Guide to Adjusting Federal Witholding on WagesRetirement Income
Almost without fail, when financial advising and tax planning come up in the same conversation, a client’s Roth conversion is the first, second, and third examples advisors give. But, when […]Read More
For some taxpayers, so-called “backdoor” Roth contributions can be a great way to fill an investment bucket that will grow tax free. Tax free is everyone’s favorite kind of money but the […]Read More
When Congress changes federal tax law, it always dominates the headlines, but the IRS' portion of a taxpayer’s income is only part of the story. Every state has their own unique set of tax rules, and it is not enough for financial advisors to be versed in the rules of their home state. Eight states have no individual income tax. For the other states, there are 42 different sets of rules on what type of income is taxed, how it is taxed, at what rate it is taxed and whether where you work or where you live is more important. Then one could wade into local taxes, with nearly 5,000 jurisdictions in 17 states imposing a local income tax, which can treat nonresidents differently than residents.Read More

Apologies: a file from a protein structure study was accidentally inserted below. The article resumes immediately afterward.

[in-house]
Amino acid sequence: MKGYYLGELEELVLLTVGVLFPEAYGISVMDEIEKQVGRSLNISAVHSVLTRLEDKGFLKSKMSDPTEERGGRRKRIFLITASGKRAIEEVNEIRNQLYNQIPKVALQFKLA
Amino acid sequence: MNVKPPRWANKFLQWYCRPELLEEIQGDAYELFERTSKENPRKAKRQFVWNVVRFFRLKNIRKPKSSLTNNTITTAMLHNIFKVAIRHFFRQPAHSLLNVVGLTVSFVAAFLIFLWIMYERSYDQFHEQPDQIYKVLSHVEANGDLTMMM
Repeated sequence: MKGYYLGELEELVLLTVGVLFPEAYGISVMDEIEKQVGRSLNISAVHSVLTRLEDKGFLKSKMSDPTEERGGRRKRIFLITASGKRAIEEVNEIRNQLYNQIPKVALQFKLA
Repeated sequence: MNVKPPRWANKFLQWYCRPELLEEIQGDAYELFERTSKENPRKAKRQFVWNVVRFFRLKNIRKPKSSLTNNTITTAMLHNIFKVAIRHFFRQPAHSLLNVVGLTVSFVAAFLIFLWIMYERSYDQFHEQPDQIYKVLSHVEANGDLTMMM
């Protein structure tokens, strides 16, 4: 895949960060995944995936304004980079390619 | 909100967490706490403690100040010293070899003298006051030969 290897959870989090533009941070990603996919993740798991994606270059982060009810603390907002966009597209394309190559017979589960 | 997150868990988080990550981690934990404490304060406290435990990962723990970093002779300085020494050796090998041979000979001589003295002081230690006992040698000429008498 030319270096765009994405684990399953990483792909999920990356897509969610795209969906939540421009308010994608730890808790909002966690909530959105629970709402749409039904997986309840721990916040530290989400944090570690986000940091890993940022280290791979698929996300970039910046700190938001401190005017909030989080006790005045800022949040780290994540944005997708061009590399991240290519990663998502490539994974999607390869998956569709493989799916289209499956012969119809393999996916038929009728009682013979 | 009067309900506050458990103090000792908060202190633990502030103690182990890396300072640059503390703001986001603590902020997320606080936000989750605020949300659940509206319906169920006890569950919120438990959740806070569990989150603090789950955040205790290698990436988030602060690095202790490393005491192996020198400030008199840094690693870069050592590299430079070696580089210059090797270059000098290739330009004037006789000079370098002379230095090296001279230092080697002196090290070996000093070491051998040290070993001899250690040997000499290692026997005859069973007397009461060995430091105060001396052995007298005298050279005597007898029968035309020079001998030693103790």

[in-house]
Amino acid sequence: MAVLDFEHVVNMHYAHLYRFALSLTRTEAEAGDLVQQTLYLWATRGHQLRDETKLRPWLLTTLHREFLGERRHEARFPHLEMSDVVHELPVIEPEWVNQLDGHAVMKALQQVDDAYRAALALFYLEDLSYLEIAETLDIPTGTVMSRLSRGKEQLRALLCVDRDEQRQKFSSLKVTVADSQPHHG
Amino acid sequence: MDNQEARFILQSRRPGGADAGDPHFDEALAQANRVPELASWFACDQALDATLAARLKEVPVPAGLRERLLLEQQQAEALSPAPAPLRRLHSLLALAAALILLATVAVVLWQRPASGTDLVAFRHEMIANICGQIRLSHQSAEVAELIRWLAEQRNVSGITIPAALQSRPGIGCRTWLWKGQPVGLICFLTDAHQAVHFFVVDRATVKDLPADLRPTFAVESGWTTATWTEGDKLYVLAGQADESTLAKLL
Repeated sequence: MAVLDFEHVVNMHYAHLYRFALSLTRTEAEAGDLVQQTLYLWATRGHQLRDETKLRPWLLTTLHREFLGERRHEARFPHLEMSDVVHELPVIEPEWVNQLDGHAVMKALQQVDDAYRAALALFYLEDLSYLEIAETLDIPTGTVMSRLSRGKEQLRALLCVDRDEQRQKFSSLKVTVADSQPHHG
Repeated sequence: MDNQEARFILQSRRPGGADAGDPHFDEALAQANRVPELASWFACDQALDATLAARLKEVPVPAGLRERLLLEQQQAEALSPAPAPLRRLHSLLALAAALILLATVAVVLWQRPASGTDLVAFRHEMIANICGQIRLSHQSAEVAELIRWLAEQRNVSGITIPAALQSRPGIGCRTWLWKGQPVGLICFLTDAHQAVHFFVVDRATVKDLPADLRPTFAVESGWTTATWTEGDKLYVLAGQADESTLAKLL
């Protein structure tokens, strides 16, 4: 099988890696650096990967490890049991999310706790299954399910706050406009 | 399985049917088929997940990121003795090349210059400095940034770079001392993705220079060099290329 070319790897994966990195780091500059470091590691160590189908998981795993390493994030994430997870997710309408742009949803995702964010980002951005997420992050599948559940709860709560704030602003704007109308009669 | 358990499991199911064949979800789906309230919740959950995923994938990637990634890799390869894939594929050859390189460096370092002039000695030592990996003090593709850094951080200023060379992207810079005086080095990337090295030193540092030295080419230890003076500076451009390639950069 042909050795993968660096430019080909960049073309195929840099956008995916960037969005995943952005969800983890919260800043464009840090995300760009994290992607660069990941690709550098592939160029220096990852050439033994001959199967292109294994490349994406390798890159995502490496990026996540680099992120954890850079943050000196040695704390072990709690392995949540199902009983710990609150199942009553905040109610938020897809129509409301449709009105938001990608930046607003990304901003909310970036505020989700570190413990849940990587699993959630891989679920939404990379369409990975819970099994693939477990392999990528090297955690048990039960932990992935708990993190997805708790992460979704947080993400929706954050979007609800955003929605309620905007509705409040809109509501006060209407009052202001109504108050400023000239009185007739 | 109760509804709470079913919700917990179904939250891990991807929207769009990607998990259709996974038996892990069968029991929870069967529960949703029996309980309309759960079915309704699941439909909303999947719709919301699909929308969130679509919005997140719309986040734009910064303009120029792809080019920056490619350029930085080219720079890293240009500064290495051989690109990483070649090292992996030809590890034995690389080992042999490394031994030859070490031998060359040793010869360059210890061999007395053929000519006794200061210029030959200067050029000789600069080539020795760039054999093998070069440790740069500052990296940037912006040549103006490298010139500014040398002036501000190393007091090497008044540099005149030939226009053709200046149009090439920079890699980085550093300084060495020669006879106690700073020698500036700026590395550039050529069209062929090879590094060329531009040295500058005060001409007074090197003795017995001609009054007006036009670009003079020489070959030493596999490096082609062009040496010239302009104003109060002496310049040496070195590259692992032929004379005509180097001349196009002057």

The information on this site is for education only and should not be considered tax advice. Retirement Tax Services is not affiliated with Shilanski & Associates, Jarvis Financial Services or any other financial services firms.